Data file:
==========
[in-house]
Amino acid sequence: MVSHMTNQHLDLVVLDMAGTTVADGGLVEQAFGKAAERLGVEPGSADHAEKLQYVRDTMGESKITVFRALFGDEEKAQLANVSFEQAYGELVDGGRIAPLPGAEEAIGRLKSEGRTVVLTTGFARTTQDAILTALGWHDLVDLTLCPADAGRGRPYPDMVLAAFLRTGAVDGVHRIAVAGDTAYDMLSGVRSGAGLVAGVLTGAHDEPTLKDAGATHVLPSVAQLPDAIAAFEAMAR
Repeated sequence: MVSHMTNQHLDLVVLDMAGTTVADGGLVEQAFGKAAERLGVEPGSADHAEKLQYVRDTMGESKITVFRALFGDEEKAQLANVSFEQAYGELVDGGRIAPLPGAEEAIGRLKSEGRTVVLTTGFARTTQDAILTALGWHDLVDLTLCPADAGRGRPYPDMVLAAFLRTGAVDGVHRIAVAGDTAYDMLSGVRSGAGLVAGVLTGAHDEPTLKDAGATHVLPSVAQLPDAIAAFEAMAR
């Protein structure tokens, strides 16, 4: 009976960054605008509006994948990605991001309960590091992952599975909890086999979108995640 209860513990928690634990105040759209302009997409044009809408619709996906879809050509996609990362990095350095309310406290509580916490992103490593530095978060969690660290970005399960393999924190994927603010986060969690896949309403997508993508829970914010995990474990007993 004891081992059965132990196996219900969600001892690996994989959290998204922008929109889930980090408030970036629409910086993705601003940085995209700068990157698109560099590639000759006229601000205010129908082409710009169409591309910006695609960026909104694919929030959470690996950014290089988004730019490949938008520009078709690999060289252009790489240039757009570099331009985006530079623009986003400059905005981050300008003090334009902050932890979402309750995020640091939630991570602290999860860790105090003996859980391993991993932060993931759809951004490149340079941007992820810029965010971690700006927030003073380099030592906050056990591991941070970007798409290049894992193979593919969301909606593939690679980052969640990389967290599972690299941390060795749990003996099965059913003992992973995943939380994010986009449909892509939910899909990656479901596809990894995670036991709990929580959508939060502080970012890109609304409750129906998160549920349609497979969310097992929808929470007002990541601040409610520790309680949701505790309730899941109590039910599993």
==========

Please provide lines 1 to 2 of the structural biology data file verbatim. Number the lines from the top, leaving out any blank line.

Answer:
[in-house]
Amino acid sequence: MVSHMTNQHLDLVVLDMAGTTVADGGLVEQAFGKAAERLGVEPGSADHAEKLQYVRDTMGESKITVFRALFGDEEKAQLANVSFEQAYGELVDGGRIAPLPGAEEAIGRLKSEGRTVVLTTGFARTTQDAILTALGWHDLVDLTLCPADAGRGRPYPDMVLAAFLRTGAVDGVHRIAVAGDTAYDMLSGVRSGAGLVAGVLTGAHDEPTLKDAGATHVLPSVAQLPDAIAAFEAMAR